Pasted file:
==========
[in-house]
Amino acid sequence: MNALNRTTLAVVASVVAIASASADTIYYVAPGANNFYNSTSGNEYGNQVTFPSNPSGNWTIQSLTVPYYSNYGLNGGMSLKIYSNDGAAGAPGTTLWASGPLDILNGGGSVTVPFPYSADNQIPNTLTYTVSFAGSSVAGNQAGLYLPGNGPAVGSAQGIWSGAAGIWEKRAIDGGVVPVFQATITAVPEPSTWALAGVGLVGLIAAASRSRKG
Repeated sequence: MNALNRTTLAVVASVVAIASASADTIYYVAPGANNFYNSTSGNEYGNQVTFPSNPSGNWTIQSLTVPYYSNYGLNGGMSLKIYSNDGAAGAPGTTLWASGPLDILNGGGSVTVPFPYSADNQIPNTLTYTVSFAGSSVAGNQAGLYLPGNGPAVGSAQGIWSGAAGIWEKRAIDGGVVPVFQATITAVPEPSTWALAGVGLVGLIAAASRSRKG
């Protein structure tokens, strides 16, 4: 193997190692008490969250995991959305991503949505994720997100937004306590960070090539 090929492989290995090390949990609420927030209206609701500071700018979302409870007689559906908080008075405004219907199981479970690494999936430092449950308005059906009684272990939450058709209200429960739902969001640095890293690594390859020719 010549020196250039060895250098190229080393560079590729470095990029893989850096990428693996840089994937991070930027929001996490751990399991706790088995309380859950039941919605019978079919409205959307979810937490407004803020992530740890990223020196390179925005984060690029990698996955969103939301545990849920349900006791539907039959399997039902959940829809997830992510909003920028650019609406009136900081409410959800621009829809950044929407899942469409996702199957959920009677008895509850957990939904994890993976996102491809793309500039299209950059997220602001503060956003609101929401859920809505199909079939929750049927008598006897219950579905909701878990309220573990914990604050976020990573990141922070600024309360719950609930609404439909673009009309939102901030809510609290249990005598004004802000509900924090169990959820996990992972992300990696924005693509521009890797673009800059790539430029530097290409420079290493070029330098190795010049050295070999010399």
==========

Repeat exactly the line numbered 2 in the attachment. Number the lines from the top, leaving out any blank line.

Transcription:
Amino acid sequence: MNALNRTTLAVVASVVAIASASADTIYYVAPGANNFYNSTSGNEYGNQVTFPSNPSGNWTIQSLTVPYYSNYGLNGGMSLKIYSNDGAAGAPGTTLWASGPLDILNGGGSVTVPFPYSADNQIPNTLTYTVSFAGSSVAGNQAGLYLPGNGPAVGSAQGIWSGAAGIWEKRAIDGGVVPVFQATITAVPEPSTWALAGVGLVGLIAAASRSRKG